Using AWS Batch to Generate Mapzen Terrain Tiles

The Terrain Tiles dataset consists of thousands of digital elevation model (DEM) data sources at various resolutions from around the globe, merged together, split into billions of map “tiles”, and stored on AWS’s S3 storage system. We developed a highly scalable system on top of AWS Lambda, Batch, and S3 in order to convert the sources, composite/merge them together, and split the merged files into tiles as quickly as possible.

Simplifying dependencies with containers

Building the Terrain Tiles dataset requires very recent versions of the popular geospatial software library GDAL. Since it’s relatively difficult to get the required version of GDAL installed, we built Dockerfiles to help us build with a consistent combination of operating system and dependencies. The Dockerfiles we created include the correct versions of GDAL and the Python software that controls it to perform the various tasks required to build the tiles.

Generating cloud-optimized GeoTIFFs

The raw data comes from a wide range of sources from all around the world in different formats. The first step in the Terrain Tiles process is to convert these images into Cloud Optimized GeoTIFFs and store them on S3 so our compositing toolchain can interact with them efficiently. Cloud-optimized GeoTIFFs store lower-resolution overviews in predictable locations within the same file as the original GeoTIFF, allowing us to utilize GDAL’s built-in support for HTTP range requests.

To perform the transcoding step, we submit AWS Batch jobs that run the transcode script across the provider’s data. The transcoder script supports direct downloads from the provider, but in the case of a particularly complicated access methodology, we download the provider’s data to our S3 bucket first and transcode from there. The transcoder script runs GDAL commands and writes the output cloud-optimized GeoTIFFs to a different S3 bucket.

Finally, the transcode script looks for areas in the image that should be transparent and builds a polygonal footprint for the coverage of the data using rasterio. That polygon, along with metadata about the source image, goes into a data of footprints that will be used during the compositing process.

A rendering of the polygons in the footprints database An overview rendering of the roughly 32,000 source footprints in the footprints database.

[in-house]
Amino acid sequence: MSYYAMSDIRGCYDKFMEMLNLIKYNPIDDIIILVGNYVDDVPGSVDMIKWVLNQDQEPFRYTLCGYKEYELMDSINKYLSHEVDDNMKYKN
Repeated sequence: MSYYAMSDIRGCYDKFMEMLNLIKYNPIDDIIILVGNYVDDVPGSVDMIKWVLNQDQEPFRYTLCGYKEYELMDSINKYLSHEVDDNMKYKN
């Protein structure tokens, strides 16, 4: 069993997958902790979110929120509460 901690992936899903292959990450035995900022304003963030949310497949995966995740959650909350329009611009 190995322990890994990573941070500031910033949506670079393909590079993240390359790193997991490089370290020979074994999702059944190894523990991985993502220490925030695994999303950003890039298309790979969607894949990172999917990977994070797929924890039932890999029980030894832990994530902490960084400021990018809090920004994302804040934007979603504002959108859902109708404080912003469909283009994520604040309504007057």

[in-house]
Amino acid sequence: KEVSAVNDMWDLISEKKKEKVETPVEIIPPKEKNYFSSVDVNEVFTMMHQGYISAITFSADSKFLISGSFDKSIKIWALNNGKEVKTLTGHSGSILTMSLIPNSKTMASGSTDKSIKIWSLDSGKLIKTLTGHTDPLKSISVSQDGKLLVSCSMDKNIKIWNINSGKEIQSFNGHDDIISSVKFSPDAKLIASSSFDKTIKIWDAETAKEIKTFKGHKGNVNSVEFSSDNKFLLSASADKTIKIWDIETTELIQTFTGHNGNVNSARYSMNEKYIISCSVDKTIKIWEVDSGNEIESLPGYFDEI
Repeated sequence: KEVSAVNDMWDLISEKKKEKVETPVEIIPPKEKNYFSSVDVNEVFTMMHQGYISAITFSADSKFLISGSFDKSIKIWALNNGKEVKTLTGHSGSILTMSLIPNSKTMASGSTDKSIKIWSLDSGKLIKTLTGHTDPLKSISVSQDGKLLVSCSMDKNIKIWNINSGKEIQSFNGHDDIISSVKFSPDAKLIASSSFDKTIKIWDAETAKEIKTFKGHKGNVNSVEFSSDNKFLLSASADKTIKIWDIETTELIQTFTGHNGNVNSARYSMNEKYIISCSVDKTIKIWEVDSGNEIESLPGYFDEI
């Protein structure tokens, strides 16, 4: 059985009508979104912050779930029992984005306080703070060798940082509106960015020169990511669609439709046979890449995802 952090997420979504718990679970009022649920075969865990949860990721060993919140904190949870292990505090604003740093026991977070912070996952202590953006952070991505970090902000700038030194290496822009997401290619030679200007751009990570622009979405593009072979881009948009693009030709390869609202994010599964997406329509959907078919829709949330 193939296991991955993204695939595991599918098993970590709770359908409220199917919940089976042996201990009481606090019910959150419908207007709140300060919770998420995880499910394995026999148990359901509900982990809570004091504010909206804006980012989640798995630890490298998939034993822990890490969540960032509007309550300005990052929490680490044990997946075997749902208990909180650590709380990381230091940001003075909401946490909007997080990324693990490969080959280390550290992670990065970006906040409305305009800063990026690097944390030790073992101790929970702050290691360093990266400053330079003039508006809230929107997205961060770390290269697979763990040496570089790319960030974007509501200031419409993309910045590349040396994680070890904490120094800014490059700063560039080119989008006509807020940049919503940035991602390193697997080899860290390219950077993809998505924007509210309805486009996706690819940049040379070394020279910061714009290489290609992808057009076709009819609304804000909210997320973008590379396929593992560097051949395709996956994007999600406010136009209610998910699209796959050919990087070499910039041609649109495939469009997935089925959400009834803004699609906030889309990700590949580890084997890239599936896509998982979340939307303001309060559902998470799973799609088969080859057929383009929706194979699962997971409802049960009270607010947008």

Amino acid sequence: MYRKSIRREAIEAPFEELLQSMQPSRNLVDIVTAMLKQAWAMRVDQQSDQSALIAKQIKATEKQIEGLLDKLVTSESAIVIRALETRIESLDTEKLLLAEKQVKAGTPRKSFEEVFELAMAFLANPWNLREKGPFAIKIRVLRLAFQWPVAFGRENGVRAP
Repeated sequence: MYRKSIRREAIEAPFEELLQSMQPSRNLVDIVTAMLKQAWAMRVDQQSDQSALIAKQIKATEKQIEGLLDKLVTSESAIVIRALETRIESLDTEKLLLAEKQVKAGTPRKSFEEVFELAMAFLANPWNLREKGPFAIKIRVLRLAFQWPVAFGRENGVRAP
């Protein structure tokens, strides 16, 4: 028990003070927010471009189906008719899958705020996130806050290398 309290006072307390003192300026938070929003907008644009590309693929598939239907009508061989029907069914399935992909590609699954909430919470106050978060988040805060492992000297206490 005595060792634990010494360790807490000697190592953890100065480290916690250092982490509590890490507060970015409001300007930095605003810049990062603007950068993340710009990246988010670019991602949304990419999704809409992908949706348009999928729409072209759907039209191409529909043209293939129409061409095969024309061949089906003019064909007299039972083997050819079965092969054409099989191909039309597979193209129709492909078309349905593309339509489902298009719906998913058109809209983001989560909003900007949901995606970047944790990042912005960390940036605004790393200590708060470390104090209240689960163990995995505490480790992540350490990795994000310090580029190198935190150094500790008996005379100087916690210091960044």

Generating composite tiles

Once the source data has been transcoded into the cloud-optimized GeoTIFF format and indexed into a database, we overlay those sources on top of each other to form the composite outputs that become the the Terrain Tiles output. Our compositing software, called Marblecutter, takes a bounding box, looks for source data in the footprints database, and fetches the pieces of the source data it needs to build the composite image.

Since we are compositing from cloud-optimized GeoTIFFs, the compositing software (which uses GDAL) only has to make HTTP range requests for the specific data it needs rather than downloading the entire source image. This dramatically speeds up the rendering process, especially when running in a cloud provider like AWS Batch.

We built two systems that use the marblecutter compositing library: one that runs in AWS Lambda to generate tiles on the fly in response to HTTP requests, and another that runs with AWS Batch to generate bulk tiles to cover the entire world.

The AWS Lambda tiler uses the AWS API Gateway system to respond to HTTP requests and re-generate a composite tile every time. This is particularly useful for debugging changes to the footprints database, allowing us to tweak the ordering or precedence of source images to ensure the output tiles use the best possible source data. (If you do see any data issues, please file an issue.)

Finally, the marblecutter library is used to recursively generate a “pyramid” of map tiles starting from a particular e.g. zoom 9 tile and rendering every tile all the way down to a maximum zoom of e.g. zoom 15. This pyramid renderer system is run in a multithreaded Python environment across hundreds of AWS Batch-controlled EC2 cloud instances. Each Batch job enqueues an internal job on the multithreading queue for each tile in the pyramid of tiles. Each tile is also rendered in three different formats, meaning that each zoom 9-15 Batch job we run renders more than 16,000 tiles.

As we scaled this process up, we ran into unforeseen bottlenecks. First, the footprints database quickly ran out of available connections and the geospatial queries overwhelmed the CPU. To solve that, we added a step at the beginning of the Batch process to make a local in-memory cache of the footprints relevant to the pyramid of tiles getting rendered. Second, issuing requests for Cloud-optimized GeoTIFFs directly to S3 was slowing down compositing so we added a CloudFront cache in front of S3 to speed up the composite process. Finally, the S3 API couldn’t handle the burst of high throughput PUT requests, so we worked with the S3 team to develop a method to support higher instantaneous throughput by prefixing our keys with an MD5 hash. Once we generated the tiles with an hash prefix, we copied the tiles into place without the MD5 hash.

Using this setup on AWS Batch, we are able to generate more than 3.75 million tiles per minute and render the entire world in less than a week! These pre-rendered tiles get stored in S3 and are ready to use by anyone through the AWS Public Dataset or through Mapzen’s Terrain Tiles API.